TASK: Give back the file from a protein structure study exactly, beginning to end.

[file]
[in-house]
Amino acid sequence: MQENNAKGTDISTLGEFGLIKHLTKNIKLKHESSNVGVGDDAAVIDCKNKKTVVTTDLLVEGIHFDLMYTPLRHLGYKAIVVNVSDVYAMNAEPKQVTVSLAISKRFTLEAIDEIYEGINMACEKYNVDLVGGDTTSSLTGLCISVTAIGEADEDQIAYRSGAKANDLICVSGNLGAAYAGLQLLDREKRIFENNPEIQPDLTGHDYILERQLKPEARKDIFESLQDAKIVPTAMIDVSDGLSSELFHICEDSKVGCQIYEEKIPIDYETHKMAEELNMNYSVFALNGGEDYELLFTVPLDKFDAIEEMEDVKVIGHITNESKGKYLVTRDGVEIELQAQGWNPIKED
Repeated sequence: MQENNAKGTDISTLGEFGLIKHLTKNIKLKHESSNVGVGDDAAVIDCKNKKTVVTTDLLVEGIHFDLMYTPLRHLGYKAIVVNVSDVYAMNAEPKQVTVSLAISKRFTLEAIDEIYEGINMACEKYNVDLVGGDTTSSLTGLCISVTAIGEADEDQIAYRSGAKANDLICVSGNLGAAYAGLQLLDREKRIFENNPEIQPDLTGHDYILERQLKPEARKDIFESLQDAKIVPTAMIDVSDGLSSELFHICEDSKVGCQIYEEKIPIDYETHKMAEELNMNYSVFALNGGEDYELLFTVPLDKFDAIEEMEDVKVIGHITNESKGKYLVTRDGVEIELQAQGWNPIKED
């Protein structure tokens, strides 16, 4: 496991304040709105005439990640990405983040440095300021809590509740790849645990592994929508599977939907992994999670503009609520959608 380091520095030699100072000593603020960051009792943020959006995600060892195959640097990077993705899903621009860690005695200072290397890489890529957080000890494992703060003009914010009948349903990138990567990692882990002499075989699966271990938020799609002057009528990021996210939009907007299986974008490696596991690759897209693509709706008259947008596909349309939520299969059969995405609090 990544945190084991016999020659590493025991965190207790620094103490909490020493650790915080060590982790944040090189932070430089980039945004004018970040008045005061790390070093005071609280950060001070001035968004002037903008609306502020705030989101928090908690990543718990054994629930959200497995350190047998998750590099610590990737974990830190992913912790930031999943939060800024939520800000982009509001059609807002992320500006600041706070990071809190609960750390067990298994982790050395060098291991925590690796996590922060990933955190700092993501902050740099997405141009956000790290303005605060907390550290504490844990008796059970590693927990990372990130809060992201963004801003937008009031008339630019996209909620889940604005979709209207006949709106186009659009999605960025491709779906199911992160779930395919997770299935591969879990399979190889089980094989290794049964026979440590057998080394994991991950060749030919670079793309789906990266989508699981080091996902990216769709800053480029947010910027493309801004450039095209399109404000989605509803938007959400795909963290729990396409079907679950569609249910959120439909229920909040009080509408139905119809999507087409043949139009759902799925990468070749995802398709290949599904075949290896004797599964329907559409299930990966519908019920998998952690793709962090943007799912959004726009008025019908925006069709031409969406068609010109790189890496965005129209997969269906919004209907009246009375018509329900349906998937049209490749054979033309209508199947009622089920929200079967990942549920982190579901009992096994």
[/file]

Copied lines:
[in-house]
Amino acid sequence: MQENNAKGTDISTLGEFGLIKHLTKNIKLKHESSNVGVGDDAAVIDCKNKKTVVTTDLLVEGIHFDLMYTPLRHLGYKAIVVNVSDVYAMNAEPKQVTVSLAISKRFTLEAIDEIYEGINMACEKYNVDLVGGDTTSSLTGLCISVTAIGEADEDQIAYRSGAKANDLICVSGNLGAAYAGLQLLDREKRIFENNPEIQPDLTGHDYILERQLKPEARKDIFESLQDAKIVPTAMIDVSDGLSSELFHICEDSKVGCQIYEEKIPIDYETHKMAEELNMNYSVFALNGGEDYELLFTVPLDKFDAIEEMEDVKVIGHITNESKGKYLVTRDGVEIELQAQGWNPIKED
Repeated sequence: MQENNAKGTDISTLGEFGLIKHLTKNIKLKHESSNVGVGDDAAVIDCKNKKTVVTTDLLVEGIHFDLMYTPLRHLGYKAIVVNVSDVYAMNAEPKQVTVSLAISKRFTLEAIDEIYEGINMACEKYNVDLVGGDTTSSLTGLCISVTAIGEADEDQIAYRSGAKANDLICVSGNLGAAYAGLQLLDREKRIFENNPEIQPDLTGHDYILERQLKPEARKDIFESLQDAKIVPTAMIDVSDGLSSELFHICEDSKVGCQIYEEKIPIDYETHKMAEELNMNYSVFALNGGEDYELLFTVPLDKFDAIEEMEDVKVIGHITNESKGKYLVTRDGVEIELQAQGWNPIKED
């Protein structure tokens, strides 16, 4: 496991304040709105005439990640990405983040440095300021809590509740790849645990592994929508599977939907992994999670503009609520959608 380091520095030699100072000593603020960051009792943020959006995600060892195959640097990077993705899903621009860690005695200072290397890489890529957080000890494992703060003009914010009948349903990138990567990692882990002499075989699966271990938020799609002057009528990021996210939009907007299986974008490696596991690759897209693509709706008259947008596909349309939520299969059969995405609090 990544945190084991016999020659590493025991965190207790620094103490909490020493650790915080060590982790944040090189932070430089980039945004004018970040008045005061790390070093005071609280950060001070001035968004002037903008609306502020705030989101928090908690990543718990054994629930959200497995350190047998998750590099610590990737974990830190992913912790930031999943939060800024939520800000982009509001059609807002992320500006600041706070990071809190609960750390067990298994982790050395060098291991925590690796996590922060990933955190700092993501902050740099997405141009956000790290303005605060907390550290504490844990008796059970590693927990990372990130809060992201963004801003937008009031008339630019996209909620889940604005979709209207006949709106186009659009999605960025491709779906199911992160779930395919997770299935591969879990399979190889089980094989290794049964026979440590057998080394994991991950060749030919670079793309789906990266989508699981080091996902990216769709800053480029947010910027493309801004450039095209399109404000989605509803938007959400795909963290729990396409079907679950569609249910959120439909229920909040009080509408139905119809999507087409043949139009759902799925990468070749995802398709290949599904075949290896004797599964329907559409299930990966519908019920998998952690793709962090943007799912959004726009008025019908925006069709031409969406068609010109790189890496965005129209997969269906919004209907009246009375018509329900349906998937049209490749054979033309209508199947009622089920929200079967990942549920982190579901009992096994």